An interesting thing happened on August 3. Facebook was down for nearly an hour in Europe and North America. During that time, many users who were shut out of their Facebook News Feeds went directly to news sites or searched for news.
Direct traffic spikes during a Facebook outage. According to data presented by Chartbeat at the recent Online News Association conference, direct traffic to news publisher sites increased 11 percent (in large part from app-driven traffic), and search traffic (to news sites) increased 8 percent during the outage that occurred a little after 4:00 p.m., as shown in the chart above.
According to late 2017 data from the Pew Research Center:
Just under half (45 percent) of U.S. adults use Facebook for news. Half of Facebook’s news users get news from that social media site alone, with just one-in-five relying on three or more sites for news.
Algorithm change sent people back to search. From that perspective, it makes sense that when Facebook is unavailable, people will turn to direct sources to get news. Earlier this year, however, Facebook began to “fix” the News Feed by minimizing third-party “commercial content.” This impacted multiple entities, but most news publishers saw their referral traffic from Facebook decline, a pattern that predated the algorithm change.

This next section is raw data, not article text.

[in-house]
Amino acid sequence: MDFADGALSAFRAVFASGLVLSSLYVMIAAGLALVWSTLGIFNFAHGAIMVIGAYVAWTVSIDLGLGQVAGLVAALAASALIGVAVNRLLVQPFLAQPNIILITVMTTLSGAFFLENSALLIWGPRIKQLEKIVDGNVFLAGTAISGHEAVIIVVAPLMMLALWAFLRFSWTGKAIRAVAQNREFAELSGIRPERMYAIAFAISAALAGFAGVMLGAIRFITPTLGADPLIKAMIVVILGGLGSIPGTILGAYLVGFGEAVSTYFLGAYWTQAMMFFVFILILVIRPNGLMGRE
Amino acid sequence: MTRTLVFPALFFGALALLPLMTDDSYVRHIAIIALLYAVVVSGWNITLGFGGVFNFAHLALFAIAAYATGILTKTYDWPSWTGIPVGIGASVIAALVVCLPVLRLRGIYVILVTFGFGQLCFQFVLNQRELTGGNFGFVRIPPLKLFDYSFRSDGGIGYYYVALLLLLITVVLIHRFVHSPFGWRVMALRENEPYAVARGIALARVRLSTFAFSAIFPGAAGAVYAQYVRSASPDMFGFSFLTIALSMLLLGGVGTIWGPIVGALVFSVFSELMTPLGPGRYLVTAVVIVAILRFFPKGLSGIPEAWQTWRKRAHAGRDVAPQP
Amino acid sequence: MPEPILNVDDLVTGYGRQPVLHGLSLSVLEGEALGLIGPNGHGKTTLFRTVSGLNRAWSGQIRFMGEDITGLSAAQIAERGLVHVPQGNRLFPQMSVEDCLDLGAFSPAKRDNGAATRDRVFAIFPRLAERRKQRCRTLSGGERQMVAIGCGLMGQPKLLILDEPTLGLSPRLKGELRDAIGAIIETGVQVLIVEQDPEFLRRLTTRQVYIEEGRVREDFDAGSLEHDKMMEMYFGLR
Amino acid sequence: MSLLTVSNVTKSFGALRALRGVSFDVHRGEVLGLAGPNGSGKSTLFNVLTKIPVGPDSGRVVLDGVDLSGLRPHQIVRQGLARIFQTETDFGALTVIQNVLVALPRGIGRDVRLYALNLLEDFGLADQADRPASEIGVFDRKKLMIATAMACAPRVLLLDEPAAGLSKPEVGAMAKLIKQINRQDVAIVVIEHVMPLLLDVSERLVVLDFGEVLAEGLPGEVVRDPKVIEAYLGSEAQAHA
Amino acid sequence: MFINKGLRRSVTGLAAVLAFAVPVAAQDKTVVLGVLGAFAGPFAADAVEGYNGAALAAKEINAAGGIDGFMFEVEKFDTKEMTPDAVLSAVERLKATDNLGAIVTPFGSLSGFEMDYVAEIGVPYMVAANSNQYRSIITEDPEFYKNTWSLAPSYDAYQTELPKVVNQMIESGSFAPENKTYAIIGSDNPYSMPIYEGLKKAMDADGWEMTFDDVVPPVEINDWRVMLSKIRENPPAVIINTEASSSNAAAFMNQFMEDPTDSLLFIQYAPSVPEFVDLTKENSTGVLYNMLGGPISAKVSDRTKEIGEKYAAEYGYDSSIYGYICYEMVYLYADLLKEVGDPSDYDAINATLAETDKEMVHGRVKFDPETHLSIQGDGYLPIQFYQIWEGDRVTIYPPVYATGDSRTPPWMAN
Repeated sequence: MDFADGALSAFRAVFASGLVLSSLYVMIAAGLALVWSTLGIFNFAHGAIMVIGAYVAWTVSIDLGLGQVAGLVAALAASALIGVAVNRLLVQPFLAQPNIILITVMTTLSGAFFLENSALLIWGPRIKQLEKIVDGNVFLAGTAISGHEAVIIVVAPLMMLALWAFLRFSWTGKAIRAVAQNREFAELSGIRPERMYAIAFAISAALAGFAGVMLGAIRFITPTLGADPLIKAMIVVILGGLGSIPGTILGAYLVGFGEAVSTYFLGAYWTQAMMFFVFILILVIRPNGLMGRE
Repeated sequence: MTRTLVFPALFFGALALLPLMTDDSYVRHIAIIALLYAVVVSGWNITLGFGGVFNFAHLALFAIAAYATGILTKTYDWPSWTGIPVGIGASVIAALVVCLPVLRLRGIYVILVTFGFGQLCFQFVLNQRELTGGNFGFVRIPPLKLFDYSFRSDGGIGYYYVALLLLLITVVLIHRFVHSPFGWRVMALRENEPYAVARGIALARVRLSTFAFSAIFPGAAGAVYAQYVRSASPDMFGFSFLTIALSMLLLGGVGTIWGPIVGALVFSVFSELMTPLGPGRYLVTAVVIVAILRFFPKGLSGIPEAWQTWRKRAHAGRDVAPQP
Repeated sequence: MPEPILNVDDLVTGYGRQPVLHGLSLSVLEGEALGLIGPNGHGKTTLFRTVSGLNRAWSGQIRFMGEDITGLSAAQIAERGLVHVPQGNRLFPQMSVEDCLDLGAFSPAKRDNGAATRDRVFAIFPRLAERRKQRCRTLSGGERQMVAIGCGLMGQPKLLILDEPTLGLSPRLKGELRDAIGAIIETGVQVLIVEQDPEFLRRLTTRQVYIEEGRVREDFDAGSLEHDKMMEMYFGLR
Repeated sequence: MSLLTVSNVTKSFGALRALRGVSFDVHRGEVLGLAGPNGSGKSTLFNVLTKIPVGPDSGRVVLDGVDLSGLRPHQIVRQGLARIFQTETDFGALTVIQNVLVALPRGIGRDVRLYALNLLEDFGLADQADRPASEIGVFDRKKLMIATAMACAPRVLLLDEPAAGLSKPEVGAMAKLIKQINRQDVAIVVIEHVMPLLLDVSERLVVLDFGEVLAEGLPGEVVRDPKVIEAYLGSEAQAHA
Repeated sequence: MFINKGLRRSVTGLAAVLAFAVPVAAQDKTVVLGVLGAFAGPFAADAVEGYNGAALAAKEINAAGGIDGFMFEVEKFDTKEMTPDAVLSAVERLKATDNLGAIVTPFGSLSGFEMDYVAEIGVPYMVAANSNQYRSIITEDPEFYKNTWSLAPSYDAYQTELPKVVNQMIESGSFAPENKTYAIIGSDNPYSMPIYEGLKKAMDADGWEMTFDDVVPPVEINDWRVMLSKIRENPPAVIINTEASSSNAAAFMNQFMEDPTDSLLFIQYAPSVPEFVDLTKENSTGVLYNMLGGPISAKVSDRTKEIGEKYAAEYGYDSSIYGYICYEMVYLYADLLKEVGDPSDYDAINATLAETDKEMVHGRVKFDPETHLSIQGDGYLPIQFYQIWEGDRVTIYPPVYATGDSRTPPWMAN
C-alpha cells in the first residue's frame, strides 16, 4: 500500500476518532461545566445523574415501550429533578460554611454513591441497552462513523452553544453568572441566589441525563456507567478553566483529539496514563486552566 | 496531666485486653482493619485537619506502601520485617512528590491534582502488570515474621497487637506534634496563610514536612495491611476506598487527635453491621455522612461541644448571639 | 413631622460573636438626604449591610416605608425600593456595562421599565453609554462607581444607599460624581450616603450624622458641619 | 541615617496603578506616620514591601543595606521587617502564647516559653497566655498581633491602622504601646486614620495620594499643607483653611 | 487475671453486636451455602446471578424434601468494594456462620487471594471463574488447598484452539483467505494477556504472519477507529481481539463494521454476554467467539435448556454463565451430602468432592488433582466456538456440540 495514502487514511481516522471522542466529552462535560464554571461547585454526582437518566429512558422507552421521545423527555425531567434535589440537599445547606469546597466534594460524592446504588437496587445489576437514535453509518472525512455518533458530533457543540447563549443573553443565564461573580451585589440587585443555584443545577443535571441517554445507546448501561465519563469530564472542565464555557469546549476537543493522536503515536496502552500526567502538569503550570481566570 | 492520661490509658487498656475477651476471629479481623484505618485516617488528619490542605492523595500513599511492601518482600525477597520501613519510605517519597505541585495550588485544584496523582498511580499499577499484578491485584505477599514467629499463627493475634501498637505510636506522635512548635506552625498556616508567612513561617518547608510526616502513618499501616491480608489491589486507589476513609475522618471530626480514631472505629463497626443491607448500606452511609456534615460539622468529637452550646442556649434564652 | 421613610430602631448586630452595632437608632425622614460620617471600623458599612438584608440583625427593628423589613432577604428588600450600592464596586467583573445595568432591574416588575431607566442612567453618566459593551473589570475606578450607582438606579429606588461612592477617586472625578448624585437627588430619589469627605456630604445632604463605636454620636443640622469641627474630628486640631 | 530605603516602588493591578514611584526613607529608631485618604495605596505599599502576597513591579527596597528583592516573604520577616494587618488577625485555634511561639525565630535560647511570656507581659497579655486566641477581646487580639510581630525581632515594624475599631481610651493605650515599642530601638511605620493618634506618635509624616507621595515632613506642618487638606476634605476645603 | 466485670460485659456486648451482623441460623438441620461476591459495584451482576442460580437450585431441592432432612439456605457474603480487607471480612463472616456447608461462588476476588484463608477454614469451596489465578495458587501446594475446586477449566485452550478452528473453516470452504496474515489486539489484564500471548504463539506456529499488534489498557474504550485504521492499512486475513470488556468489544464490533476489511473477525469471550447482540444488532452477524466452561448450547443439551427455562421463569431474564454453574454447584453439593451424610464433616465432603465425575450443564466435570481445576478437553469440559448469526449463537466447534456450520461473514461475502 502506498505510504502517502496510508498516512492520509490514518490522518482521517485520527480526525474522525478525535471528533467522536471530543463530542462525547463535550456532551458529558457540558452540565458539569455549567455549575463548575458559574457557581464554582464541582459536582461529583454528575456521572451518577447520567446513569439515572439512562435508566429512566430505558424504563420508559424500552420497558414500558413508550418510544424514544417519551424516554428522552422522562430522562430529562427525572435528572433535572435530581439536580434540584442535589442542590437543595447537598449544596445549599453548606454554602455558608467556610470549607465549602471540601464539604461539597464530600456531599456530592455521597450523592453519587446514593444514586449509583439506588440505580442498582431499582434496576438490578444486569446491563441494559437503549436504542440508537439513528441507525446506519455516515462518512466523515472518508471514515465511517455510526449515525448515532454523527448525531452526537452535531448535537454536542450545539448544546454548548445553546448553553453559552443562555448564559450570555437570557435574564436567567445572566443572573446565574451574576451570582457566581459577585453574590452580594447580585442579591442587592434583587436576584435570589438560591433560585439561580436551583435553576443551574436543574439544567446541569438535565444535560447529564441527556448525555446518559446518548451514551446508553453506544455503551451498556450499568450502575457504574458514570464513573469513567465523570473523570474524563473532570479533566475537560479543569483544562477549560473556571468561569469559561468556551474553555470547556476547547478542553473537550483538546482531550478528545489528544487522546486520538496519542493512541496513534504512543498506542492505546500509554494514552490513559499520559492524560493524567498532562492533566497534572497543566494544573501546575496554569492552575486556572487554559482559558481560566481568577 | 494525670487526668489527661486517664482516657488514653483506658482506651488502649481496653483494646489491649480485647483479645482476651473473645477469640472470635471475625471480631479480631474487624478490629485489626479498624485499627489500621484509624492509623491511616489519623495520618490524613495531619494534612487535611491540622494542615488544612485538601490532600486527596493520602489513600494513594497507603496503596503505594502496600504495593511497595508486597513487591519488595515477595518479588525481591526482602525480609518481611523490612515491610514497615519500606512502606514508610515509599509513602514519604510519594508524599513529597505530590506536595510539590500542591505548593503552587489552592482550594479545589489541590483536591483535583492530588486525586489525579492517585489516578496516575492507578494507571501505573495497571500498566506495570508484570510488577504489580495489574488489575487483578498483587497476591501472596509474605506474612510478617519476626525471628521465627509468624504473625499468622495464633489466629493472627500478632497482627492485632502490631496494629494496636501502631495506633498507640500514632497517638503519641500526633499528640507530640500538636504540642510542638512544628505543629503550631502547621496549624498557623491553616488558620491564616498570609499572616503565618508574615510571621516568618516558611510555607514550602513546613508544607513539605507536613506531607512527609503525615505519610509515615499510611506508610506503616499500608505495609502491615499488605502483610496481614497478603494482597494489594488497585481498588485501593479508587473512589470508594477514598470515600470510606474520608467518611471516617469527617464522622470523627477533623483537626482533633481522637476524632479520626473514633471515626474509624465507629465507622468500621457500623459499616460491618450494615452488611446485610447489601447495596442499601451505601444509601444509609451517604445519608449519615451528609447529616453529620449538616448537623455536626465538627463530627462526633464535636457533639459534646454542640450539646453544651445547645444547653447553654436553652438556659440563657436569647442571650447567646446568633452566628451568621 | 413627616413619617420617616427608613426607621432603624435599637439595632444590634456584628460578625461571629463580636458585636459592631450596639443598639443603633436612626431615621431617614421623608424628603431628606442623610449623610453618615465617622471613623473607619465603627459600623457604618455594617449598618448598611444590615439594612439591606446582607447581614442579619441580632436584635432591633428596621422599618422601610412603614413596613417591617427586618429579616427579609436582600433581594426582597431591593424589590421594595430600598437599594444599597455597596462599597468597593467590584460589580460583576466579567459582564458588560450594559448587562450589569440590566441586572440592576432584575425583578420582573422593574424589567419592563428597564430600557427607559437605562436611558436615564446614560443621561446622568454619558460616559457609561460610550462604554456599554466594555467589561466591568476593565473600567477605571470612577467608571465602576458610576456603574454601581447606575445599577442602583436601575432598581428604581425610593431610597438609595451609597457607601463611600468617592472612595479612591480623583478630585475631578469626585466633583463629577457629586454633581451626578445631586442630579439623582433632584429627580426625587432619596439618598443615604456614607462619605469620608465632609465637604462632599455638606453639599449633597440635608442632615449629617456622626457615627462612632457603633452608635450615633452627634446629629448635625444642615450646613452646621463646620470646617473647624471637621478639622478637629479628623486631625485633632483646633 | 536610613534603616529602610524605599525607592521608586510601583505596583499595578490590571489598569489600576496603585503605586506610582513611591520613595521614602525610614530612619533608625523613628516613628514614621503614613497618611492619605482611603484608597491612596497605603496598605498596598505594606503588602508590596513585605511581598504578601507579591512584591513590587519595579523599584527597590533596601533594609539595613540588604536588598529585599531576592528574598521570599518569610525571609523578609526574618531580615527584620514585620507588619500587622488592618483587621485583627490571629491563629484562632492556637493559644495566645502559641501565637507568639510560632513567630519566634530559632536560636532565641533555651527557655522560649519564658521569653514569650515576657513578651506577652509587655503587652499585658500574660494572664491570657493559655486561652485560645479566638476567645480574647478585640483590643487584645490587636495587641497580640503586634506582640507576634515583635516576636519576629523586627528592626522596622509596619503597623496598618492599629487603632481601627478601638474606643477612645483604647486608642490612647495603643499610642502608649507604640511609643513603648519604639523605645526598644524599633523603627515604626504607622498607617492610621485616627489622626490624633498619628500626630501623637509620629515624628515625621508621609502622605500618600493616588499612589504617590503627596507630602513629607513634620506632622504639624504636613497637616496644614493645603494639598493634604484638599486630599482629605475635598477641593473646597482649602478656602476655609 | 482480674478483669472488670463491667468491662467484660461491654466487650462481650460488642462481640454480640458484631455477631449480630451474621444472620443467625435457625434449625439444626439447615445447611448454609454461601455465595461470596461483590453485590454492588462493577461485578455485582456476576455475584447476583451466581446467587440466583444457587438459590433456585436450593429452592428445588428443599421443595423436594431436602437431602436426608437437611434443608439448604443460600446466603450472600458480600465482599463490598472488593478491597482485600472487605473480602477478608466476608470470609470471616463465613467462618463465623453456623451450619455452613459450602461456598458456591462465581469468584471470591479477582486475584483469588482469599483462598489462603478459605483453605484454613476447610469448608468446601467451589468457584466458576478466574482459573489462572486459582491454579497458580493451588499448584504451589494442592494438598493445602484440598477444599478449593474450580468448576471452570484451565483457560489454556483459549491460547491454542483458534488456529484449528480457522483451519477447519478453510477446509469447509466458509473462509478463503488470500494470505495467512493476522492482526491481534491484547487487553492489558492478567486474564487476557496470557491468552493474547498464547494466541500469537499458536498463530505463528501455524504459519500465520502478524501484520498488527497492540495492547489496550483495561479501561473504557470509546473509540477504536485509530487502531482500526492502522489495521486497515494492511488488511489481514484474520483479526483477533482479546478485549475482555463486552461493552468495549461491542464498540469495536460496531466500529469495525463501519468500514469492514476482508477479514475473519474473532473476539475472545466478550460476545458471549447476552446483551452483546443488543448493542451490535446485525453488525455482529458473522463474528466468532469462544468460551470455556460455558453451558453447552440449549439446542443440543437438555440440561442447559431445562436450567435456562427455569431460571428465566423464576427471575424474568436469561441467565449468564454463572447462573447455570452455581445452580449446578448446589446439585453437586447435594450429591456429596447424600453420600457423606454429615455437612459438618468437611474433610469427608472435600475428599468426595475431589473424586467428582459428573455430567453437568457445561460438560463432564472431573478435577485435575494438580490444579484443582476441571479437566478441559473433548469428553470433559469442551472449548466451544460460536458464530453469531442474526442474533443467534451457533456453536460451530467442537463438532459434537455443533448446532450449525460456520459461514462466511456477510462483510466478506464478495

Starting in 2017, there’s evidence that as Facebook referrals have declined, more people have turned to Google to obtain their news fix. Users no longer able to get news as easily from Facebook are going to Google or directly to news sources to get it.
Why it matters to marketers. The trends shown in this chart underscore opportunities for content creators to capitalize on well-optimized pages (and possibly ads) to reach news-seeking audiences in search. It also highlights programmatic and direct-buying ad opportunities for marketers to reach these audiences on publisher sites.